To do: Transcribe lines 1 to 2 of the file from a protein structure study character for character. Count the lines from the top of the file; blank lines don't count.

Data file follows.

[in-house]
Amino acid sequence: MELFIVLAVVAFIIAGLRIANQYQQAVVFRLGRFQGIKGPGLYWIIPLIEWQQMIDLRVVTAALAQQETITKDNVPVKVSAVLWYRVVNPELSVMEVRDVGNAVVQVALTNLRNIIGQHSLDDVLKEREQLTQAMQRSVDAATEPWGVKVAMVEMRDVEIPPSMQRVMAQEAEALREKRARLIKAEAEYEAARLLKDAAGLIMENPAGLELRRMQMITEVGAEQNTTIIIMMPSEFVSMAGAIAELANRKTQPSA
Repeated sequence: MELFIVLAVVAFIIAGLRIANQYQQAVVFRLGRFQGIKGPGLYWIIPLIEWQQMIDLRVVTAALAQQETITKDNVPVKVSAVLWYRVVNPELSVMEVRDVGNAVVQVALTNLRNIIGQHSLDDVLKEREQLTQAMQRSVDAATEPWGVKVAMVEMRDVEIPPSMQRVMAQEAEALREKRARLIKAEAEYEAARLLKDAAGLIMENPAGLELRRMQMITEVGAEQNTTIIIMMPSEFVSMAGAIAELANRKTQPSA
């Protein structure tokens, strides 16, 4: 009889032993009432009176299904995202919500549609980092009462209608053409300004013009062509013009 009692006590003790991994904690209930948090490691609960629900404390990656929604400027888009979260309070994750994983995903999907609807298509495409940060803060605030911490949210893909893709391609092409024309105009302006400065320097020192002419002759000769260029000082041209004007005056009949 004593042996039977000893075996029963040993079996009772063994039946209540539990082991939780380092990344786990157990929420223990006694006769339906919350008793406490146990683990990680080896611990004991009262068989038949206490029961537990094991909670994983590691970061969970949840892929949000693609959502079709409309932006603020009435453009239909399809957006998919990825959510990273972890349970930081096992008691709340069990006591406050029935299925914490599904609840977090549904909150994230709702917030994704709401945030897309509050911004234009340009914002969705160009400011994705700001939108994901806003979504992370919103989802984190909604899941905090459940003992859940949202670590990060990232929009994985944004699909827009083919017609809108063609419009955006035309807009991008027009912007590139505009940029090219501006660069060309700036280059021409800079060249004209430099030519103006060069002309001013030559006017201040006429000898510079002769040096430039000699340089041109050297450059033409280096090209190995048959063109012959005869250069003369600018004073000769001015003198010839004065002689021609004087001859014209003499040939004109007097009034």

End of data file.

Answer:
[in-house]
Amino acid sequence: MELFIVLAVVAFIIAGLRIANQYQQAVVFRLGRFQGIKGPGLYWIIPLIEWQQMIDLRVVTAALAQQETITKDNVPVKVSAVLWYRVVNPELSVMEVRDVGNAVVQVALTNLRNIIGQHSLDDVLKEREQLTQAMQRSVDAATEPWGVKVAMVEMRDVEIPPSMQRVMAQEAEALREKRARLIKAEAEYEAARLLKDAAGLIMENPAGLELRRMQMITEVGAEQNTTIIIMMPSEFVSMAGAIAELANRKTQPSA